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Outgoing Chairman Gray Says Endowment Too Low

By Ramy A. Arnaout
Senior Editor

First of two parts.

Next June will mark an important changing of the guard at MIT, as Chairman of the Corporation Paul E. Gray '54 will step down after 10 years at his post.

It will also mark a more personal milestone for Gray, who will have spent all but two of the past 47 years studying at, working at, or running the Institute.

In that time - starting as an undergraduate in 1950 and eventually becoming president and chairman - Gray has seen and overseen one of the greatest periods of growth and diversification of MIT's history and has earned a reputation as a committed educator and skilled budget handler and fundraiser.

Gray shared his views on the endowment, undergraduate education, and other issues in a recent interview with The Tech.

The endowment is too low

The endowment, an all-purpose nest egg whose interest defrays a large part of the cost of educating students, is "perhaps the major responsibility of the chairman," said Gray, who spearheaded the Institute's record-setting $710 million fundraiser in 1992.

But while MIT's $2.1 billion endowment is the 10th largest in the nation, it is not high enough, Gray said in the interview.

"Any way you look at it, the Institute is underendowed, in absolute or per capita terms," Gray said. A 10th-ranked endowment is not commensurate with MIT's other standings like the quality of programs, faculty, or admitted students, he said.

The numbers bear that view out: As one yardstick, U.S. News & World Report's annual rankings have put MIT in the top five for academic reputation, student selectivity, faculty resources, and overall score for many years.

Worse, endowment per student ranks near 20th in the nation, according to The Chronicle of Higher Education. "We are not satisfied with being" that low, Gray said.

But the discrepancy is easier to see than it is to explain, Gray said. "Not anyone around here will give you a conclusive answer," he said, but suggested that admissions practices may be in part to blame.

Many Ivy League schools give preference to legacies or people with other alumni connections, whereas MIT does not, Gray said. "Consequently, at Harvard, Dartmouth, Princeton, and [other universities] a significant portion of the class has family ties that go back two, three, or four generations. That develops family loyalties," he said. On par, those loyalties can translate to lucrative gifts, he said.

But legacies are not the only connection, Gray said; business schools also play a role. "Harvard, Stanford, and Penn have much larger MBA programs than we do - 10 years ago, larger by an order of magnitude," he said. Graduates of those programs "go on to be captains of industry, and as such are a source of large gifts."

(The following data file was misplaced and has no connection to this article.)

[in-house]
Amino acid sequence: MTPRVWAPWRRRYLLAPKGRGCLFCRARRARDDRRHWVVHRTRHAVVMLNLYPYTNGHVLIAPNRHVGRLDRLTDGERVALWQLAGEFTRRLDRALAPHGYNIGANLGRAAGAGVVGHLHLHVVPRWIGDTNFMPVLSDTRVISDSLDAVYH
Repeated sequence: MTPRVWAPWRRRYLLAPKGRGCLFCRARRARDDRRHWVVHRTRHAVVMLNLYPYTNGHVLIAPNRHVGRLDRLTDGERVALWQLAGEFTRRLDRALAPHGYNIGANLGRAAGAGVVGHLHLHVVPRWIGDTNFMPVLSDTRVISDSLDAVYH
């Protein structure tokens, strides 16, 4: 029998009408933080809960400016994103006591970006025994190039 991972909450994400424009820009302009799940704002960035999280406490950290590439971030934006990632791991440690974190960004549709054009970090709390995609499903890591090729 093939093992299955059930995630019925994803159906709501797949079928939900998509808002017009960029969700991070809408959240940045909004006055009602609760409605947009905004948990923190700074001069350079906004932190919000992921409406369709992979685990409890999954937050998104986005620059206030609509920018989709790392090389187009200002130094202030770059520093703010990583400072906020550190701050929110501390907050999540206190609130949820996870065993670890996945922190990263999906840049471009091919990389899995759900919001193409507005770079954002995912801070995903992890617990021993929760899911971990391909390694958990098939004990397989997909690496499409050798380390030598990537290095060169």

Endowment lowers tuition costs

The practical importance of raising the endowment can be seen comparing the price of tuition to the total cost of a year's education at MIT, Gray said.

"If you count the total cost of education at MIT per student, you get a number approximately double that of tuition," Gray said. Tuition was $20,100 last year, compared with a cost of education of $37,000, according to the Chronicle.

The $17,000 difference comes from two sources, Gray said: current gifts and the endowment.

Although the endowment is important, it is hard to speculate on where it is headed, Gray said. Because the Institute likes to save it for last-ditch, rainy-day spending on research or salaries, the endowment depends in large part on the future of federal research funding.

That funding in recent years has been uncertain, Gray said. However, funding this year has been better than expected, thanks to strong lobbying from academia and industry, he said. "Research budgets have either been slightly up or slightly down," he said. "That's not an accidental result."

President Charles M. Vest and other university leaders "made the case that if research is not sped by government, it will not be sped by corporations, and if it is not supported, it will impinge on our ability to innovate" as a nation, Gray said.

But the future remains unclear, Gray said. "Those arguments succeeded in this first year. But the question is, will it succeed" in the long term, he said.

"If it fails, that means a major realignment," Gray said. "How would that affect the cost of education? I don't know. If we try to maintain research, it will be stressful. If we try to cut back, it will have less of a strain, [but] it will mean a reduction in staff and a reduction in programs."

Gray has seen this kind of crisis before, although not on this scale. During his years as chancellor - a special deputy-to-the-president position tailor-made for him - he was able to tweak MIT's budget to account for declining research spending in the late 1970s; he did the same about 10 years later. "But in neither case was the reduction [in federal spending] as dramatic as it is now," he said.